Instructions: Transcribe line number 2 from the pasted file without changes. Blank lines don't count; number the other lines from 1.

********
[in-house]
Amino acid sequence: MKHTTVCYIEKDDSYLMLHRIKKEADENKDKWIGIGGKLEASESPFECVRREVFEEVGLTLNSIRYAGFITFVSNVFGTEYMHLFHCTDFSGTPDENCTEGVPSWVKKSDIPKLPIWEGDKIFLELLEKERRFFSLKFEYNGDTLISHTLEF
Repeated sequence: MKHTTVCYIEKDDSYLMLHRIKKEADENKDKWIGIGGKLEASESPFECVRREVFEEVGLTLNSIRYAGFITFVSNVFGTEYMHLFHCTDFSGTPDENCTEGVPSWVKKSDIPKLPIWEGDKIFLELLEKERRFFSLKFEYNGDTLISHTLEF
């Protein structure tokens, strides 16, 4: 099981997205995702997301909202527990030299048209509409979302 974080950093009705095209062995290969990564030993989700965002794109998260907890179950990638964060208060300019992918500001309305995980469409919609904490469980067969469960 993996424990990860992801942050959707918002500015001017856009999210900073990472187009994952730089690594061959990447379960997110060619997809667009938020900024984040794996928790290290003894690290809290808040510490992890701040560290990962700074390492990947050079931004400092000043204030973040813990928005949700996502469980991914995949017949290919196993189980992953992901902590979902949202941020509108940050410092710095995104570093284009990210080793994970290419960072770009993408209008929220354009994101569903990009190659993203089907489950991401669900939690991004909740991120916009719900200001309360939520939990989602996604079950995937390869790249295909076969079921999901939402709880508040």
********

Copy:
Amino acid sequence: MKHTTVCYIEKDDSYLMLHRIKKEADENKDKWIGIGGKLEASESPFECVRREVFEEVGLTLNSIRYAGFITFVSNVFGTEYMHLFHCTDFSGTPDENCTEGVPSWVKKSDIPKLPIWEGDKIFLELLEKERRFFSLKFEYNGDTLISHTLEF